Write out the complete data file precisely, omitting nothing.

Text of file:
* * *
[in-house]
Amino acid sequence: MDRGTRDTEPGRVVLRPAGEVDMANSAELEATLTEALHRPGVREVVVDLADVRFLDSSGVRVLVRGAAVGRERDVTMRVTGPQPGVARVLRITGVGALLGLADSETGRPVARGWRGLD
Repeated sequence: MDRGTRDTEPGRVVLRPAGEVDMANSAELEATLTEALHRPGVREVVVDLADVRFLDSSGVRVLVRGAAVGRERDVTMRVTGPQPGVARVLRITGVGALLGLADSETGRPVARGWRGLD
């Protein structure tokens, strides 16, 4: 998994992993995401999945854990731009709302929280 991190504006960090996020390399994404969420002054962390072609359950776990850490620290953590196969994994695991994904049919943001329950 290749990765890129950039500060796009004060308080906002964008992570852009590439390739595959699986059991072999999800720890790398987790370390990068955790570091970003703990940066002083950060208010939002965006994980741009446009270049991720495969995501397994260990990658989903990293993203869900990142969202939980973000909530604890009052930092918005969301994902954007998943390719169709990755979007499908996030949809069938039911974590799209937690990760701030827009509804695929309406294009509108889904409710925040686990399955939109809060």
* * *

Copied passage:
[in-house]
Amino acid sequence: MDRGTRDTEPGRVVLRPAGEVDMANSAELEATLTEALHRPGVREVVVDLADVRFLDSSGVRVLVRGAAVGRERDVTMRVTGPQPGVARVLRITGVGALLGLADSETGRPVARGWRGLD
Repeated sequence: MDRGTRDTEPGRVVLRPAGEVDMANSAELEATLTEALHRPGVREVVVDLADVRFLDSSGVRVLVRGAAVGRERDVTMRVTGPQPGVARVLRITGVGALLGLADSETGRPVARGWRGLD
């Protein structure tokens, strides 16, 4: 998994992993995401999945854990731009709302929280 991190504006960090996020390399994404969420002054962390072609359950776990850490620290953590196969994994695991994904049919943001329950 290749990765890129950039500060796009004060308080906002964008992570852009590439390739595959699986059991072999999800720890790398987790370390990068955790570091970003703990940066002083950060208010939002965006994980741009446009270049991720495969995501397994260990990658989903990293993203869900990142969202939980973000909530604890009052930092918005969301994902954007998943390719169709990755979007499908996030949809069938039911974590799209937690990760701030827009509804695929309406294009509108889904409710925040686990399955939109809060």